I know many evangelical Christians for whom eternal security is a comforting backdrop to a life of sanctity and righteous living. But I know almost as many for whom it is an excuse to indulge in willful sinning for which, God says, “no sacrifice for sins is left” (Heb. 10:26).  Once-saved-always-saved offers a false security for the slack, a vain hope for the ungodly, and an unnecessary support to the righteous. The doctrine has very flimsy scriptural support. The golden text, the text that weighs enough among Baptists to counterbalance enormous evidence to the contrary, is John 10:28, which says: “And I give unto them eternal life; and they shall never perish, neither shall any man pluck them out of my hand.”  I will say more about this verse later, but for now I will say this: 1) That other scriptures clearly qualify the words, “they shall never perish” since other scriptures strongly declare that they will perish unless they remain faithful to the end of their lives. 2) It is one thing to say that no faithful, humble disciple, clinging to Christ in faith, will ever be snatched away from Christ; it is altogether another things to affirm, on the basis of this text, that no one can possibly walk away from Christ, or (having grown lax and cold) can be seduced back into the world.   

This scripture in no way weakens the powerful warnings in the book of Hebrews, especially Hebrews 10:26, 27: “For if we sin willfully after that we have received the knowledge of the truth, there remains no more sacrifice for sins, but a certain fearful looking for of judgment and fiery indignation, which shall devour the adversaries.” The writer of Hebrew uses the pronoun ‘we,’ meaning himself and his correspondents. The writer is obviously a regenerated man writing to “holy brethren, partakers of a heavenly calling” (3:1).  In the strongest possible words the writer implies that Christians can sin willfully; and that if they continue in willful sin, there is no sacrifice for their sin; and that they need not expect to be taken to heaven, but rather to be burned up with God’s other enemies.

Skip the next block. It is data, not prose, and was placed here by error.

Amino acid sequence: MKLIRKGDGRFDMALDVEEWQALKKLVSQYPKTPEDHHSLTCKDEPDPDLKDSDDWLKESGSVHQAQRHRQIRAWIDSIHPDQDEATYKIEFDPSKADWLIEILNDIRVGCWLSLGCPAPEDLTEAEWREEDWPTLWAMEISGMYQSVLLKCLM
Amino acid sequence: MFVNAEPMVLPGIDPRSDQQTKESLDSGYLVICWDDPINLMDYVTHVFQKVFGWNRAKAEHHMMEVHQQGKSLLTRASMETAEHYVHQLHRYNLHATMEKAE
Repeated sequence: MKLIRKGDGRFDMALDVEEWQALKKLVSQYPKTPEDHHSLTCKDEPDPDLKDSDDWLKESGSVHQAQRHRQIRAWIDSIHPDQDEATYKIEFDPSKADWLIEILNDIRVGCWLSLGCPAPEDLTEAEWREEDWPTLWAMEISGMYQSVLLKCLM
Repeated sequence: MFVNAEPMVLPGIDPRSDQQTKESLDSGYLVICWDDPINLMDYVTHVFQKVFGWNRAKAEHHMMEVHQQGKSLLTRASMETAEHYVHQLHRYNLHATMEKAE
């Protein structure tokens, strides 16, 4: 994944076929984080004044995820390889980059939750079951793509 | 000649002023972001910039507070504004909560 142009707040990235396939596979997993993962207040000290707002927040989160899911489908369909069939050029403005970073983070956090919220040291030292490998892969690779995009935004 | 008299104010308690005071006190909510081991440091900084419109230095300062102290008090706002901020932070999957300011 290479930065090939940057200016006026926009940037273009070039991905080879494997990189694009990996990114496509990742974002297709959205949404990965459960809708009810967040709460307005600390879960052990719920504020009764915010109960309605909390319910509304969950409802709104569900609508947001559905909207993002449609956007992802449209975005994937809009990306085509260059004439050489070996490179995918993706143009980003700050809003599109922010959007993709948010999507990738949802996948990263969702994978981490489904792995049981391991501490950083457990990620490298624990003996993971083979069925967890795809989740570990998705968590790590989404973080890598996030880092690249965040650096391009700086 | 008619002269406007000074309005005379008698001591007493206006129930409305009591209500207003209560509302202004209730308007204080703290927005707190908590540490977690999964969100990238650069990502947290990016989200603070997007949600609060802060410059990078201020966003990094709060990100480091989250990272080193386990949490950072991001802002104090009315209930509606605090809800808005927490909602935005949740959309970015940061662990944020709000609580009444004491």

This doctrine, as it is currently taught, seems to suggest that a person is free to accept or reject the Gospel before he is saved, but that he is not free to reject Christ after his salvation. Actually this doctrine has no logical place in Bible teaching unless it is tied to the theology of Calvinism. Common sense suggests that if the willing cooperation of the individual is necessary for salvation, then it is also essential to his perseverance. We are saved by faith, and we are kept by faith. And though faith is a free gift, it is not given arbitrarily apart from human cooperation or volition. 

Calvinism teaches that perseverance is inevitable for the elect, and that they can do nothing to forfeit their salvation. But this doctrine is logically linked to four other tenets of Calvinist faith and is the logical consequence of those tenets.